TALES FROM THE UNDERGROUND: A Natural History of Subterranean Life

David W. Wolfe, Author . Perseus $26 (240p) ISBN 978-0-7382-0128-3

The world around us, according to Wolfe, a Cornell University plant physiologist, isn't quite as it appears. Our perspective is skewed because we are "surface chauvinists" when, in fact, a great deal of the earth's biological activity occurs underground. "The latest scientific data suggest that the total biomass of the life beneath our feet is much more vast than all that we observe aboveground." Wolfe does a superb job of describing in nontechnical, accessible terms the major groups of organisms living below ground and the ecological roles they play. Whether he is writing of bacteria, fungi, earthworms, prairie dogs, black-footed ferrets and burrowing owls—or the scientists who study them—Wolfe is consistently engaging. He argues convincingly that life on our planet most likely began not in some primordial ocean but rather deep beneath the surface under extreme temperature conditions, and that this information needs to inform our search for extraterrestrial life. These largely unseen ecological communities play surprisingly critical roles in human civilization, from aiding in soil formation to assisting plant growth and from controlling the world's nitrogen cycle to helping curtail soil erosion. Wolfe, by asserting that many of our current ecological practices run the risk of disrupting the lives of our subterranean neighbors, raises issues and questions that deserve a wide hearing. Illus. (June)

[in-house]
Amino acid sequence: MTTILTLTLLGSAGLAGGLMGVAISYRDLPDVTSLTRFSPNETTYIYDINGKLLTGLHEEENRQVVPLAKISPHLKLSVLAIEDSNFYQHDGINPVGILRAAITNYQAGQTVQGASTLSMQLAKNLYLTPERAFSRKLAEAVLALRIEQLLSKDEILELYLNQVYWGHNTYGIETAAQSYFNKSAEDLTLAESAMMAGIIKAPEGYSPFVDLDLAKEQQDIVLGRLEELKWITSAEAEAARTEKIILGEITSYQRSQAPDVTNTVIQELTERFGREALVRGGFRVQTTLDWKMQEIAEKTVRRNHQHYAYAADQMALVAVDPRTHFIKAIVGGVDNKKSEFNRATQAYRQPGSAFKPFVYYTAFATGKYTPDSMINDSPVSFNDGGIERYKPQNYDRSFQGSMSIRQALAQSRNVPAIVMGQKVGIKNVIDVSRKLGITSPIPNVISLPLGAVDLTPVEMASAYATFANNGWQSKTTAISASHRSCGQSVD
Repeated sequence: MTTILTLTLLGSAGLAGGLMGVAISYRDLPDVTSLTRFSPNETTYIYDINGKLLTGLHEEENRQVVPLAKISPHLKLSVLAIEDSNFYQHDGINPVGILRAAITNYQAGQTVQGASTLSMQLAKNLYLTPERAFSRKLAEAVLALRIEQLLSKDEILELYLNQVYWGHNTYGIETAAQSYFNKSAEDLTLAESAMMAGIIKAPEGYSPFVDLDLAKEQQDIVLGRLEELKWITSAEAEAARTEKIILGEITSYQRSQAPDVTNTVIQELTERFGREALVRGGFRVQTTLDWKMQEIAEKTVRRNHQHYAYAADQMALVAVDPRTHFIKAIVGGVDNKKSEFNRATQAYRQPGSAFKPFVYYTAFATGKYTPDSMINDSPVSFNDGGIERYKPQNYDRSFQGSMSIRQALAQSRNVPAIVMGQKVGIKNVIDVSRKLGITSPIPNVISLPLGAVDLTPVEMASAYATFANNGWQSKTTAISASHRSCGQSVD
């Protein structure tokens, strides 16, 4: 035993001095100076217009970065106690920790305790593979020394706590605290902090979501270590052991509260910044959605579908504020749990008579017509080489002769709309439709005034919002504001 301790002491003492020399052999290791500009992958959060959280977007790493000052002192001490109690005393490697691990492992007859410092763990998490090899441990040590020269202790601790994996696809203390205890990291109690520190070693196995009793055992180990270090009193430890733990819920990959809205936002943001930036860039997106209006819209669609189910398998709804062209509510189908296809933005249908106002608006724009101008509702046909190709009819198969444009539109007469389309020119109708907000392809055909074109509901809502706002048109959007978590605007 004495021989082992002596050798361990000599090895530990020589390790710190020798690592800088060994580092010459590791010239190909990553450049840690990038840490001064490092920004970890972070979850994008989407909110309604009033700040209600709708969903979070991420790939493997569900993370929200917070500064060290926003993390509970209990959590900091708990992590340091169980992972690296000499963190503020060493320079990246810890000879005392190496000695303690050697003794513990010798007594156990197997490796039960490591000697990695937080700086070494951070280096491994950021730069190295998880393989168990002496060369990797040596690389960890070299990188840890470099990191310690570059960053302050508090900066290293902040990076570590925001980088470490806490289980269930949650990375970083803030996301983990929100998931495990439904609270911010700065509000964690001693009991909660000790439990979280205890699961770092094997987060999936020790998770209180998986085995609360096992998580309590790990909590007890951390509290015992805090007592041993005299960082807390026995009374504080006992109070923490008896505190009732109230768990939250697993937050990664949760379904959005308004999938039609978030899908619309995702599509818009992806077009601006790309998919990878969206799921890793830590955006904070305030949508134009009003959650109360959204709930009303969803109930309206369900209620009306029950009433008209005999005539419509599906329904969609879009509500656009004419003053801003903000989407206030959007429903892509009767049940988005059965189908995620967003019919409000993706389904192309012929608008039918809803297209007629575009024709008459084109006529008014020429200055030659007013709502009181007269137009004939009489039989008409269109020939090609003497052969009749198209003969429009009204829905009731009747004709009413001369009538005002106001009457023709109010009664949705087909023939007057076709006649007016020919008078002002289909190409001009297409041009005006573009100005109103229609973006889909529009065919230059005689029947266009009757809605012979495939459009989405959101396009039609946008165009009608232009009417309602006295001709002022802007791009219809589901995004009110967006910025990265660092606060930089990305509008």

Reviewed on: 05/28/2001
Release date: 05/01/2001
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